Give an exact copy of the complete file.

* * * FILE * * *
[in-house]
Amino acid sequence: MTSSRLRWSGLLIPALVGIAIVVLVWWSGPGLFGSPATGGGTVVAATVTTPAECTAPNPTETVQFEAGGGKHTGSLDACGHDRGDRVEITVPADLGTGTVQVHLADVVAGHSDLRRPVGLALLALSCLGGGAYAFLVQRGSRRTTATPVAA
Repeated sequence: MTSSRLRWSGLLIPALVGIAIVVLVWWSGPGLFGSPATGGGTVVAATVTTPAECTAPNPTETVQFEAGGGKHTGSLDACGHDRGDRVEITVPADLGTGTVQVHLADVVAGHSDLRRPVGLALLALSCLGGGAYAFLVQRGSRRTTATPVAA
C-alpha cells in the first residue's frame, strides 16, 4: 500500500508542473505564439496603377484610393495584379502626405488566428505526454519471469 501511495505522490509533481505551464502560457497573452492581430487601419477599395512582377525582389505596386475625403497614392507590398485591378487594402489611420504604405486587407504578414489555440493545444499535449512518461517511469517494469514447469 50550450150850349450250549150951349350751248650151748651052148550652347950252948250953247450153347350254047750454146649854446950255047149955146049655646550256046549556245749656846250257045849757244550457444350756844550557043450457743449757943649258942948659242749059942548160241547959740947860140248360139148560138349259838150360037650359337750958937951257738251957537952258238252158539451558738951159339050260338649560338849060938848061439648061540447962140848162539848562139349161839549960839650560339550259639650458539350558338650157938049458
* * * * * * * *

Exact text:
[in-house]
Amino acid sequence: MTSSRLRWSGLLIPALVGIAIVVLVWWSGPGLFGSPATGGGTVVAATVTTPAECTAPNPTETVQFEAGGGKHTGSLDACGHDRGDRVEITVPADLGTGTVQVHLADVVAGHSDLRRPVGLALLALSCLGGGAYAFLVQRGSRRTTATPVAA
Repeated sequence: MTSSRLRWSGLLIPALVGIAIVVLVWWSGPGLFGSPATGGGTVVAATVTTPAECTAPNPTETVQFEAGGGKHTGSLDACGHDRGDRVEITVPADLGTGTVQVHLADVVAGHSDLRRPVGLALLALSCLGGGAYAFLVQRGSRRTTATPVAA
C-alpha cells in the first residue's frame, strides 16, 4: 500500500508542473505564439496603377484610393495584379502626405488566428505526454519471469 501511495505522490509533481505551464502560457497573452492581430487601419477599395512582377525582389505596386475625403497614392507590398485591378487594402489611420504604405486587407504578414489555440493545444499535449512518461517511469517494469514447469 50550450150850349450250549150951349350751248650151748651052148550652347950252948250953247450153347350254047750454146649854446950255047149955146049655646550256046549556245749656846250257045849757244550457444350756844550557043450457743449757943649258942948659242749059942548160241547959740947860140248360139148560138349259838150360037650359337750958937951257738251957537952258238252158539451558738951159339050260338649560338849060938848061439648061540447962140848162539848562139349161839549960839650560339550259639650458539350558338650157938049458